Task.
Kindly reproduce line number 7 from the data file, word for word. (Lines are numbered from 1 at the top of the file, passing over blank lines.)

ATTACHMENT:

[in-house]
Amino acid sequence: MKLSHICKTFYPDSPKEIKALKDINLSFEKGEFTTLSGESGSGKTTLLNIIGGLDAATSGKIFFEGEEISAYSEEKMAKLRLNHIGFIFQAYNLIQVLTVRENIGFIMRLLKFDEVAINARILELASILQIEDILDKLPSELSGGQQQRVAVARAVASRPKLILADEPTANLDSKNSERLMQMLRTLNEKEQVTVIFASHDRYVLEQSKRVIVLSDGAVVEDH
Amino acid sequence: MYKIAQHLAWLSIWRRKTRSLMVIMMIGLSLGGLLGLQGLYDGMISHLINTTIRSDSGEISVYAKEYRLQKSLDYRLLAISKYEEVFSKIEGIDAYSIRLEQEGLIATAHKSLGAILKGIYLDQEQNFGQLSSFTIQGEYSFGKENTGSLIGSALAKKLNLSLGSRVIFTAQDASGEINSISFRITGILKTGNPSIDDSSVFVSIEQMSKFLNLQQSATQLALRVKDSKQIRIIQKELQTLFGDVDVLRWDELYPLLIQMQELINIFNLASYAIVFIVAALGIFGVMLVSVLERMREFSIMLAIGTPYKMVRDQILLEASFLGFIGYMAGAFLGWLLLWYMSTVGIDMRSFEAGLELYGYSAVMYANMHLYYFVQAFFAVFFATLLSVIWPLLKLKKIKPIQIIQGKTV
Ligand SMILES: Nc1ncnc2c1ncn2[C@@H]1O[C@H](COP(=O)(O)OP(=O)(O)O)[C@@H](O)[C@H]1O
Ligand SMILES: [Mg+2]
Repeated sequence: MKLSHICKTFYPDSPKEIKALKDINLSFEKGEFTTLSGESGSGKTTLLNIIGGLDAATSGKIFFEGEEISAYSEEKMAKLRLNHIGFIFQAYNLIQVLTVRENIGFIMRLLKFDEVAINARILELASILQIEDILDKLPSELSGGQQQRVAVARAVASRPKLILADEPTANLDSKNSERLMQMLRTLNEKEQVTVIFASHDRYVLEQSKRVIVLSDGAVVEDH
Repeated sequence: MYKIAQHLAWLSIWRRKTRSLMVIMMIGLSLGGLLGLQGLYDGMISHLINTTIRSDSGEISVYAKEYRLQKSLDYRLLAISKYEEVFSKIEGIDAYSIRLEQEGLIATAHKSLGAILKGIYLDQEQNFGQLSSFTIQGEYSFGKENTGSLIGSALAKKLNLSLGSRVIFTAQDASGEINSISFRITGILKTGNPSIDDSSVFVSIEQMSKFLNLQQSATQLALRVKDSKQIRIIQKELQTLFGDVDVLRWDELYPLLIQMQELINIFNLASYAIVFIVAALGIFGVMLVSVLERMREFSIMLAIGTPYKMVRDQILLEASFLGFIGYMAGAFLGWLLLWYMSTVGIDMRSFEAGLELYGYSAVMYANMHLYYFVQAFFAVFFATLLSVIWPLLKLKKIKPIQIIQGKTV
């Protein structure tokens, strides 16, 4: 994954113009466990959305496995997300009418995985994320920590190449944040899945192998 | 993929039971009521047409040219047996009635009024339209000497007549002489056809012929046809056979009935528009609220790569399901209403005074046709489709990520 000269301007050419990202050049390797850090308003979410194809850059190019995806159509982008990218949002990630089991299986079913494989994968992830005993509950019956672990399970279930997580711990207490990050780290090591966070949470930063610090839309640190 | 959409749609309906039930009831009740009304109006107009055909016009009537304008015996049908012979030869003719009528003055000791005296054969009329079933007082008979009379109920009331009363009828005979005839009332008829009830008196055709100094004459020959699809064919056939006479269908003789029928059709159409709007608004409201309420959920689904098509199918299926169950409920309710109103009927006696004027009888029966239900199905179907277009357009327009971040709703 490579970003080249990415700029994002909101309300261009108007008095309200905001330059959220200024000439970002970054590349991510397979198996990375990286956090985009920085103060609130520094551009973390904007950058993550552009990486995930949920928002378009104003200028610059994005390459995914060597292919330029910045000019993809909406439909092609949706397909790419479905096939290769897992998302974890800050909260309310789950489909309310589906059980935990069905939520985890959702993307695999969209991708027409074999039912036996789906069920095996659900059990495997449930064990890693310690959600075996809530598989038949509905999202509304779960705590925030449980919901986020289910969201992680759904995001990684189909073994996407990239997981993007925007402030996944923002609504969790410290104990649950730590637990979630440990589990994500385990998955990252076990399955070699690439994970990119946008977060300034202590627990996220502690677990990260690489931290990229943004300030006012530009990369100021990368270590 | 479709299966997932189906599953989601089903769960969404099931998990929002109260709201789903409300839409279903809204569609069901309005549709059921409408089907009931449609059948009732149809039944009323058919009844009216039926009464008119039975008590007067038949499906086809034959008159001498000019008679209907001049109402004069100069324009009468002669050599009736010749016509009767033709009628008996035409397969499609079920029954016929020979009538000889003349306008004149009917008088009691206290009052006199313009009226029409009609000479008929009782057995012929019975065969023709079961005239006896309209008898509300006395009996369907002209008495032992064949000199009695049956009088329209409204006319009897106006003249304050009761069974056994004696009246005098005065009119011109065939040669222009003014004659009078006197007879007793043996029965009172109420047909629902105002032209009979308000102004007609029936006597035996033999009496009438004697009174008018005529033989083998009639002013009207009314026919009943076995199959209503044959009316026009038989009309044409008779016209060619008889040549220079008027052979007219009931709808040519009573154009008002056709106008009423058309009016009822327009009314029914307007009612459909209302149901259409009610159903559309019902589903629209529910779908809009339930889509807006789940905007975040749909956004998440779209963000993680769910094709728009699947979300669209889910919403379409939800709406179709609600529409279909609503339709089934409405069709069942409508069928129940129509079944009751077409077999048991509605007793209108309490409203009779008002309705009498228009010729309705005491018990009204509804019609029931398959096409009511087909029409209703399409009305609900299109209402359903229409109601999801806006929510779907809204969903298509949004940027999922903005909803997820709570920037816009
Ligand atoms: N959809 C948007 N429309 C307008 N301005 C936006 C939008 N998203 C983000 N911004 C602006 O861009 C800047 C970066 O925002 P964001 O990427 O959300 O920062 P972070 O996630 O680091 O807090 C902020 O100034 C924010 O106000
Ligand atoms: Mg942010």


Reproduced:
Repeated sequence: MYKIAQHLAWLSIWRRKTRSLMVIMMIGLSLGGLLGLQGLYDGMISHLINTTIRSDSGEISVYAKEYRLQKSLDYRLLAISKYEEVFSKIEGIDAYSIRLEQEGLIATAHKSLGAILKGIYLDQEQNFGQLSSFTIQGEYSFGKENTGSLIGSALAKKLNLSLGSRVIFTAQDASGEINSISFRITGILKTGNPSIDDSSVFVSIEQMSKFLNLQQSATQLALRVKDSKQIRIIQKELQTLFGDVDVLRWDELYPLLIQMQELINIFNLASYAIVFIVAALGIFGVMLVSVLERMREFSIMLAIGTPYKMVRDQILLEASFLGFIGYMAGAFLGWLLLWYMSTVGIDMRSFEAGLELYGYSAVMYANMHLYYFVQAFFAVFFATLLSVIWPLLKLKKIKPIQIIQGKTV